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Some Give All
I wanted to post this in honour of the upcoming Veteran’s Day in the US, and Remembrance Day in the Commonwealth.
My father was on a flight recently from Atlanta, Georgia to Dayton, Ohio.
As they were taxi-ing away from the gate in Atlanta, my father looked out the window and noticed a soldier in uniform standing beside a cart adorned with American flags. He was standing at attention. As the plane pulled away, the soldier turned so that he continued to face the plane. It wasn’t until it was already far down the concourse that my father looked back one last time to see the soldier finally beginning to pack up the flags.
My father has worked as a civilian contractor for the Air Force for the last 25 years, and so it only took him a moment to realize that the plane must be carrying a soldier’s body.
When they landed in Dayton, as they were taxi-ing to the gate the captain came over the intercom system.
“Ladies and gentlemen,” he said. “Thank you for flying with us today. We wanted to inform you that we are carrying the body of Lance Corporal _____, who gave his life in service to his country. We ask that when we reach the gate, everyone please remain seated to allow his escort, Sergeant _____, to exit the plane first.”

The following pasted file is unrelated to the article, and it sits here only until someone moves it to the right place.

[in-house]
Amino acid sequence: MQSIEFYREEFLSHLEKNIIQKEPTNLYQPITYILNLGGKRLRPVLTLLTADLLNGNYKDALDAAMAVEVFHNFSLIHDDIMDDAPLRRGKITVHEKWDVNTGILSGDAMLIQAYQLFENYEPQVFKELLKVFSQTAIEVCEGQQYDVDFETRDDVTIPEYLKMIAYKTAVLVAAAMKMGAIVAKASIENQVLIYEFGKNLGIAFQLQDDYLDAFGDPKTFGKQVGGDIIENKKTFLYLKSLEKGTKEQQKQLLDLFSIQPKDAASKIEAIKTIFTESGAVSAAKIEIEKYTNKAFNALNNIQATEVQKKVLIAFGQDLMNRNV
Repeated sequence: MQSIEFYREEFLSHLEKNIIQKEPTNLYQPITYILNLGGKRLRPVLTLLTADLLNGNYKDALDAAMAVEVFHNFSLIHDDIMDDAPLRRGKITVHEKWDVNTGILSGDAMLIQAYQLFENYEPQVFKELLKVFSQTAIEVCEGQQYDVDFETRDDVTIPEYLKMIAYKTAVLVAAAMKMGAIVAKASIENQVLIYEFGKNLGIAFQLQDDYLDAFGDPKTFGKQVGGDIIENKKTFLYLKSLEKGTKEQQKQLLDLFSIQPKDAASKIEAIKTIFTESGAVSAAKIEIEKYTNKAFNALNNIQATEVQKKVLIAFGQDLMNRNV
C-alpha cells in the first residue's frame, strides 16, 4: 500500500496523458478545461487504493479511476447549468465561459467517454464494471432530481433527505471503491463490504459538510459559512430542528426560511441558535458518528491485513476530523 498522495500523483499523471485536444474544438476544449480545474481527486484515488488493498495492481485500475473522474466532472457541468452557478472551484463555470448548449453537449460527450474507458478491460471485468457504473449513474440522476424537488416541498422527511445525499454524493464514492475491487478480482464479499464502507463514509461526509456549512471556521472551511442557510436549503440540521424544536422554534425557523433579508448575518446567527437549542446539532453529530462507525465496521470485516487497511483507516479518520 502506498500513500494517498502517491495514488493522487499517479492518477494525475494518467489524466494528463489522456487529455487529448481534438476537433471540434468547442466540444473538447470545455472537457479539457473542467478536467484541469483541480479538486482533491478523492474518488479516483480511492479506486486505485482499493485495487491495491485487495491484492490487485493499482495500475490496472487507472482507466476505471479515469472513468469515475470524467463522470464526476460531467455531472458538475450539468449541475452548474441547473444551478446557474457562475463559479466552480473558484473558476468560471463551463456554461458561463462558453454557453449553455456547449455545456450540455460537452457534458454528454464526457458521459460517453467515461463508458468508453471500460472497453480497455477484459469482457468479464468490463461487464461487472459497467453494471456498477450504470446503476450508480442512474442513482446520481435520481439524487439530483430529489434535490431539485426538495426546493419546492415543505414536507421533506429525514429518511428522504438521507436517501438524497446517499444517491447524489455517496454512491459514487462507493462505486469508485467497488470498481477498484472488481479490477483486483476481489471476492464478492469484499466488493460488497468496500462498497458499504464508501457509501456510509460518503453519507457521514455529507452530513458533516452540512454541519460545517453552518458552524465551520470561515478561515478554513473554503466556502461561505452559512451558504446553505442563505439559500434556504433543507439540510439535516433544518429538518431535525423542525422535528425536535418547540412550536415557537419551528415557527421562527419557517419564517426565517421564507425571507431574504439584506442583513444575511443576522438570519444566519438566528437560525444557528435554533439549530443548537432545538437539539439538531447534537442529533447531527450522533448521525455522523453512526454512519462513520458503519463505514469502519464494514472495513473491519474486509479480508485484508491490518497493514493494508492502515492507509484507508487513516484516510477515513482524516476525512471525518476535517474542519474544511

The plane got very quiet. As they approached the gate, people sitting on the left side of the plane could see an honor guard approaching on the tarmac, followed by a hearse. When the plane had finally docked at the gate, everyone remained seated as the sergeant got up from his seat and solemnly left the plane.
The captain got back on the intercom. “Ladies and gentlemen, we thank you for your cooperation, you are now free to leave the plane.”
No one said a word. No one stood to gather their belongings. No one moved.
Every passenger on the plane remained seated while the casket was unloaded from the plane and put into the hearse. Not until the honor guard had turned and was escorting the hearse away did anyone even begin to stand up.
As he related this story to me, my father began to cry. He didn’t know the sergeant, he didn’t know the soldier who’d given his life. But that didn’t matter.
As the song goes, all give some, but some give all.